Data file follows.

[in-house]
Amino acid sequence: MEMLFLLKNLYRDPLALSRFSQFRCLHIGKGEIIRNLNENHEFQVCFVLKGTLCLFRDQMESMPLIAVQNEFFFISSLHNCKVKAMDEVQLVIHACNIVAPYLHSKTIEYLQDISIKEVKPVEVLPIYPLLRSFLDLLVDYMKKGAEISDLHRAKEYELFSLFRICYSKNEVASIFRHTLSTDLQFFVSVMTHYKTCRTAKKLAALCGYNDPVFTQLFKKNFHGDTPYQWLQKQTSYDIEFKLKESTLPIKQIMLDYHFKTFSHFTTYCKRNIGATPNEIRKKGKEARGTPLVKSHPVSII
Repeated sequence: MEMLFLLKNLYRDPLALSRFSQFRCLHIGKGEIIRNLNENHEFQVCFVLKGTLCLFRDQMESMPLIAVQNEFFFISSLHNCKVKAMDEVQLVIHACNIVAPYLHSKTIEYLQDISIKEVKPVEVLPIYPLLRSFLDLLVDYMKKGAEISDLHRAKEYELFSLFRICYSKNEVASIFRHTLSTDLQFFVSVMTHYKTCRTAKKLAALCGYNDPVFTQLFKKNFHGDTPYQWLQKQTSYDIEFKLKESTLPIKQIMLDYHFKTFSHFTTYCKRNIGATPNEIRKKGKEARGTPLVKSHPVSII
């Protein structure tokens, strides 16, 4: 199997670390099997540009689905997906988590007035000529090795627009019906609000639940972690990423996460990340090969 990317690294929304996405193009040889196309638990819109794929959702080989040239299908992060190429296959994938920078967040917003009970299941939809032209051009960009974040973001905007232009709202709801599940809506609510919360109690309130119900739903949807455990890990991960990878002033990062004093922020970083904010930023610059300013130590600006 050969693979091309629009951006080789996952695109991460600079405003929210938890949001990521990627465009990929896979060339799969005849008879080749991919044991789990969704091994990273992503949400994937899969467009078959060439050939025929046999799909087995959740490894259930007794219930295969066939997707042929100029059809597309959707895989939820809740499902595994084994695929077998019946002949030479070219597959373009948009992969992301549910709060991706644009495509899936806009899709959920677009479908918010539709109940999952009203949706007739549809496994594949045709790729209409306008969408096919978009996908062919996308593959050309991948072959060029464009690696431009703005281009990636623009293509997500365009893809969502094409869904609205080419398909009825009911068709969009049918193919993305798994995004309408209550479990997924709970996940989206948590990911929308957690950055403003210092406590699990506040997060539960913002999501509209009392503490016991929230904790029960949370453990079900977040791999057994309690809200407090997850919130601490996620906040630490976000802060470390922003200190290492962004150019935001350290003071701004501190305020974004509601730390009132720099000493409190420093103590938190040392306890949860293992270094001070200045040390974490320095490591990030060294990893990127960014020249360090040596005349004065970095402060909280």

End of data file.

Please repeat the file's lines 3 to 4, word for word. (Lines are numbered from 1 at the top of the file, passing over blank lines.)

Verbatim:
Repeated sequence: MEMLFLLKNLYRDPLALSRFSQFRCLHIGKGEIIRNLNENHEFQVCFVLKGTLCLFRDQMESMPLIAVQNEFFFISSLHNCKVKAMDEVQLVIHACNIVAPYLHSKTIEYLQDISIKEVKPVEVLPIYPLLRSFLDLLVDYMKKGAEISDLHRAKEYELFSLFRICYSKNEVASIFRHTLSTDLQFFVSVMTHYKTCRTAKKLAALCGYNDPVFTQLFKKNFHGDTPYQWLQKQTSYDIEFKLKESTLPIKQIMLDYHFKTFSHFTTYCKRNIGATPNEIRKKGKEARGTPLVKSHPVSII
């Protein structure tokens, strides 16, 4: 199997670390099997540009689905997906988590007035000529090795627009019906609000639940972690990423996460990340090969 990317690294929304996405193009040889196309638990819109794929959702080989040239299908992060190429296959994938920078967040917003009970299941939809032209051009960009974040973001905007232009709202709801599940809506609510919360109690309130119900739903949807455990890990991960990878002033990062004093922020970083904010930023610059300013130590600006 050969693979091309629009951006080789996952695109991460600079405003929210938890949001990521990627465009990929896979060339799969005849008879080749991919044991789990969704091994990273992503949400994937899969467009078959060439050939025929046999799909087995959740490894259930007794219930295969066939997707042929100029059809597309959707895989939820809740499902595994084994695929077998019946002949030479070219597959373009948009992969992301549910709060991706644009495509899936806009899709959920677009479908918010539709109940999952009203949706007739549809496994594949045709790729209409306008969408096919978009996908062919996308593959050309991948072959060029464009690696431009703005281009990636623009293509997500365009893809969502094409869904609205080419398909009825009911068709969009049918193919993305798994995004309408209550479990997924709970996940989206948590990911929308957690950055403003210092406590699990506040997060539960913002999501509209009392503490016991929230904790029960949370453990079900977040791999057994309690809200407090997850919130601490996620906040630490976000802060470390922003200190290492962004150019935001350290003071701004501190305020974004509601730390009132720099000493409190420093103590938190040392306890949860293992270094001070200045040390974490320095490591990030060294990893990127960014020249360090040596005349004065970095402060909280």